The Search for Lasting Joy

Let us begin our search for answers with the prophet Isaiah. He both asks the question and gives the answer. “Why do you spend money for what is not bread, and your wages for what does not satisfy?” (Isaiah 55:2). The context shows that he is referring to far more than breakfast. He is pointing out that people are searching in the wrong places for that which truly satisfies. This was a problem then, and it remains a problem today. Our nature is prone to chasing mirages, which look like answers but fail us in the end.

King Solomon rightly explained that there is nothing new under the sun. He, too, sought happiness and he could buy as much of it as was available: wine, women, song, and much more. He planted beautiful gardens, was entertained by the best musicians of his day, and surrounded himself with gold, silver, and all kinds of precious things. In the end, he still felt empty and came to despair of life. “Therefore I hated life because the work that was done under the sun was distressing to me, for all is vanity and grasping for the wind” (Ecclesiastes 2:17).

Isaiah’s question, “Why do you spend money for what is not bread?” is perhaps even more relevant today than ever. We cannot keep up with Solomon, yet the average person has more access to options for relaxation and leisure activities than those of generations past. Much of that, however, is passive, “spoon-fed” entertainment: television, movies, video games, and social media. Instead of living in a real world, one can vicariously fight off aliens, steal cars, or be a fighter pilot, all while expending far less mental energy than it takes to read a good book—and virtually no physical energy at all. We don’t even have to get out of our chairs to change channels. For those who remember “The Clapper” light switch, there is not even a need to clap your hands to turn lights on or off: Just tell “Alexa” what you want, and she will do it for you! All these gadgets are interesting, but not one of them can provide us with a rewarding life.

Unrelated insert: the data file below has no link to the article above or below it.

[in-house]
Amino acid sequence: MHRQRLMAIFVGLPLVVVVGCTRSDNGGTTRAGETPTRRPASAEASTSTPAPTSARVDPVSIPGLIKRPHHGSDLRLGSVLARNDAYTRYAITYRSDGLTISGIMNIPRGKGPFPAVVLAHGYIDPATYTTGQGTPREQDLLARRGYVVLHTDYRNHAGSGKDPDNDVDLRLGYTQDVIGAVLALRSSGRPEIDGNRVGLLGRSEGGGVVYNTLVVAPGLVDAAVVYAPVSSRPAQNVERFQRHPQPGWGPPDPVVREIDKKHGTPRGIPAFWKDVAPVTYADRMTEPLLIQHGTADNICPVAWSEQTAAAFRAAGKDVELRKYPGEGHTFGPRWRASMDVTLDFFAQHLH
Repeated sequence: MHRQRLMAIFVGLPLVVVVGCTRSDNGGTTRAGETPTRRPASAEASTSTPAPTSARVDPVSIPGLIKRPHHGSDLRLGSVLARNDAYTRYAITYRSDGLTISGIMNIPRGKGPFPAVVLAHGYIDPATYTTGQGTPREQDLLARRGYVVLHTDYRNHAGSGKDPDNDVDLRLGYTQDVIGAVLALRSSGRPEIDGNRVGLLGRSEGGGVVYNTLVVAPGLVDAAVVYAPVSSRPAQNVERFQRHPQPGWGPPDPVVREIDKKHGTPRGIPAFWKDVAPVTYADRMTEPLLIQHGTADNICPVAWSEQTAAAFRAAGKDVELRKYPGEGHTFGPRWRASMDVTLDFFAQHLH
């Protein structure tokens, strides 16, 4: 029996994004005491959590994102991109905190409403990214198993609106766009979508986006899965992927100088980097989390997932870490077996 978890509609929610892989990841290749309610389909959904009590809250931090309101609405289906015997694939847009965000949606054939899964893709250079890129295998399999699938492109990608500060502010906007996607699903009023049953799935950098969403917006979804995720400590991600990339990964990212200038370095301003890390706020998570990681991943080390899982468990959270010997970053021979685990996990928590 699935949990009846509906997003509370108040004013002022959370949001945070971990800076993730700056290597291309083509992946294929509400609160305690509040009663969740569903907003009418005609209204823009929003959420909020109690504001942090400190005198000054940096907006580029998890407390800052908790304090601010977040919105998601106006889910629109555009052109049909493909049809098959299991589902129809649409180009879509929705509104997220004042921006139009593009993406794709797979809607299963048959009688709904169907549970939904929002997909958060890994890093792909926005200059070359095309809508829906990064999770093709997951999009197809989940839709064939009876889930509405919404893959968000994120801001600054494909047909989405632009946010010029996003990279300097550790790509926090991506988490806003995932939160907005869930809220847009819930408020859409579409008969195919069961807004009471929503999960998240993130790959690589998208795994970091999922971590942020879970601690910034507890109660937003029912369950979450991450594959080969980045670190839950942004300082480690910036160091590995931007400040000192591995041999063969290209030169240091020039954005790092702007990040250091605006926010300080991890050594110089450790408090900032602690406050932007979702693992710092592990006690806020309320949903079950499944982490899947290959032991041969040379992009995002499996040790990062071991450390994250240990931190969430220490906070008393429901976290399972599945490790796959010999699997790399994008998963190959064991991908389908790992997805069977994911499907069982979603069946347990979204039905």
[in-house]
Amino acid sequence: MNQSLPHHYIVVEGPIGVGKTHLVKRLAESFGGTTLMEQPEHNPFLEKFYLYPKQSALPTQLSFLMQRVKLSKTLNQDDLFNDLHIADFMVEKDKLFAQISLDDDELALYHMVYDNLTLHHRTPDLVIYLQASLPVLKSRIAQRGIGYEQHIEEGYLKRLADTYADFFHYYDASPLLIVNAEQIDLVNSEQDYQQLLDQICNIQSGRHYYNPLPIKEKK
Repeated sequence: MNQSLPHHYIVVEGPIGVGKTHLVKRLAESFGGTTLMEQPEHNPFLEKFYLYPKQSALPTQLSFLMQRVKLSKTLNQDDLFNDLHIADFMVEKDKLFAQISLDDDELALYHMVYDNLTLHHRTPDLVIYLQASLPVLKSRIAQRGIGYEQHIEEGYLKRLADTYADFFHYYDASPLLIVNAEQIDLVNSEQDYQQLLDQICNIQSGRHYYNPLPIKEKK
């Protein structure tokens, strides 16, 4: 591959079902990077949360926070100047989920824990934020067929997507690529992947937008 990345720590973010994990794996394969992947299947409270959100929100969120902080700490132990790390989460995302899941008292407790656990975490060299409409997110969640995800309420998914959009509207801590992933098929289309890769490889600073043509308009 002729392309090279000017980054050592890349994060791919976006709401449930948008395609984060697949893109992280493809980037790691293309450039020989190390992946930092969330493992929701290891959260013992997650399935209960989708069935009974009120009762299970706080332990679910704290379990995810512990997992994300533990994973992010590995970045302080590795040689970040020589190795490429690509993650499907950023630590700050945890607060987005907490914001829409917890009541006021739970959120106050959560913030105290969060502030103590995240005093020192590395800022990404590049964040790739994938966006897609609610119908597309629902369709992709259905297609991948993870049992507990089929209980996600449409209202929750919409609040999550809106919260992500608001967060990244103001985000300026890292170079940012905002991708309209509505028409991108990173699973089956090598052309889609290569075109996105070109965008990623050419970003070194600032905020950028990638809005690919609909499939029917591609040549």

It is a mistake to equate fun and entertainment with happiness. Riding roller coasters is fun for many, but standing in line in the hot sun is not. There’s nothing wrong with good, safe fun, but the rides come to an end and real life remains at the end of the day. Entertainment is temporary at best, relies on external sources and stimuli, and can descend into boredom, leaving one unfulfilled. True happiness is an internal state that lasts through good times and not-so-good times.